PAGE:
Tuesday, April 9, 2013

Why Blog?



There was once this guy called Henry Darger. Henry was a quiet man who kept mostly to himself, worked as a janitor and liked to talk about the weather. His weather-talk was perhaps unusually detailed and potentially a means of placating the notion that one should have some kind of cordial intercourse with others. Weather was the generic topic of conversation that people spoke about so weather was it, and Henry was interested in the weather.

Needless to say, Henry lived alone.

 

In his spare time he had another life. He wrote stories. He wrote a particularly big myth-cycle tale called;
The Story of the Vivian Girls, in What is known as the Realms of the Unreal, of the Glandeco-Angelinian War Storm, Caused by the Child Slave Rebellion. This was his magnum opus, totalling 15,145 pages, single-spaced, closely typed. He illustrated this with a huge number of watercolour paintings produced from painstakingly mimeographed, re-sized and traced advertising catalogues.

The tale was full of violence and torture and disembowellings. It had painfully detailed information about weather and battlefield tactics and some weird Christian imagery.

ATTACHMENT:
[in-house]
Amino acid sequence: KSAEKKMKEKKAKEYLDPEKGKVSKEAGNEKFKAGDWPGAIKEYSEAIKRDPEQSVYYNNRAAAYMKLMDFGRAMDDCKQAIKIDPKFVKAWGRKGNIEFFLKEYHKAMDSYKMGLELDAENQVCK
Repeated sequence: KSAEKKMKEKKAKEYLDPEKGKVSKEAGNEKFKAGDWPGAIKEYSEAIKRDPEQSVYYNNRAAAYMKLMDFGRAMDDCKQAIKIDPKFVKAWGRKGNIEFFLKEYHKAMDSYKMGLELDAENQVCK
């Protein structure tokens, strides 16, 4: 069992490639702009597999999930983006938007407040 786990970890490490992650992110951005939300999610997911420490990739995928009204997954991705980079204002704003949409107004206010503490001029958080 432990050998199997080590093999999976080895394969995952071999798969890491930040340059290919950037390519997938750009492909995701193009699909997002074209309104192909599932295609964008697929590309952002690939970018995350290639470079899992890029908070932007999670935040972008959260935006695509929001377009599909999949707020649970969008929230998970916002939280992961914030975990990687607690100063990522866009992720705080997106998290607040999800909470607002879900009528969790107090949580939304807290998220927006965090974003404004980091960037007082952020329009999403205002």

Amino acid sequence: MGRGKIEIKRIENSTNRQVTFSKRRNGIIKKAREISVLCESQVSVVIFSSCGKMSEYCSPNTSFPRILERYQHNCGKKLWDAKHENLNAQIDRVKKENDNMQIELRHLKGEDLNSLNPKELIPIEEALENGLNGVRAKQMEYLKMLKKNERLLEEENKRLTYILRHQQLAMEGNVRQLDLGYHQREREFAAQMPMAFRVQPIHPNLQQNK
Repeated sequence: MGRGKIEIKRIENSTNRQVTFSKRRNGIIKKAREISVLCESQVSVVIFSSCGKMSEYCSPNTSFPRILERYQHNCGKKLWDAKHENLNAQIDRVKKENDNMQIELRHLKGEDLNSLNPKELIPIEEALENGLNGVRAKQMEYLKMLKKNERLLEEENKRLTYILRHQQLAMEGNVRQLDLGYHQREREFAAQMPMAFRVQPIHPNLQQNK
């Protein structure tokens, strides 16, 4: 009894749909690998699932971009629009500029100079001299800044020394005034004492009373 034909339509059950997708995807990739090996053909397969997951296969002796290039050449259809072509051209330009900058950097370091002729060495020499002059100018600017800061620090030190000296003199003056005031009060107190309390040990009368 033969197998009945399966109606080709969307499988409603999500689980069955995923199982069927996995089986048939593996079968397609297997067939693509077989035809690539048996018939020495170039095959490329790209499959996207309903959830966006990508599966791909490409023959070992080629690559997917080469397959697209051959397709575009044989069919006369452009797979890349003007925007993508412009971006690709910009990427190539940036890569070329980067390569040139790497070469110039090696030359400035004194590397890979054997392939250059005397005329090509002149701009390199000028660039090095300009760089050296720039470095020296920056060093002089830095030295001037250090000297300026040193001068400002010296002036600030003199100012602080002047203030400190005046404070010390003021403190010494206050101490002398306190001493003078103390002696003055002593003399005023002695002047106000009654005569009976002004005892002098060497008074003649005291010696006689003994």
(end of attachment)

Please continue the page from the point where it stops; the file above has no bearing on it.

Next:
Henry went on to produce two more written works totalling another 15,000 pages or so.






Henry loved his clouds. Nobody seems to know why the girls have penises.


There was another fellow, Adolf Wolfli, born a few decades before in another country. He was troubled, and spent some time in an asylum. He liked to draw a lot. While in the asylum he was given a small ration of art materials;

"Every Monday morning W├Âlfli is given a new pencil and two large sheets of unprinted newsprint. The pencil is used up in two days; then he has to make do with the stubs he has saved or with whatever he can beg off someone else. He often writes with pieces only five to seven millimetres long and even with the broken-off points of lead, which he handles deftly, holding them between his fingernails. He carefully collects packing paper and any other paper he can get from the guards and patients in his area; otherwise he would run out of paper before the next Sunday night. At Christmas the house gives him a box of coloured pencils, which lasts him two or three weeks at the most."


He also liked to write, producing a story which ran to 25,000 pages with 1600 illustrations. It was an idealised autobiography in which Wolfli becomes apotheosised.




Obviously done just after Christmas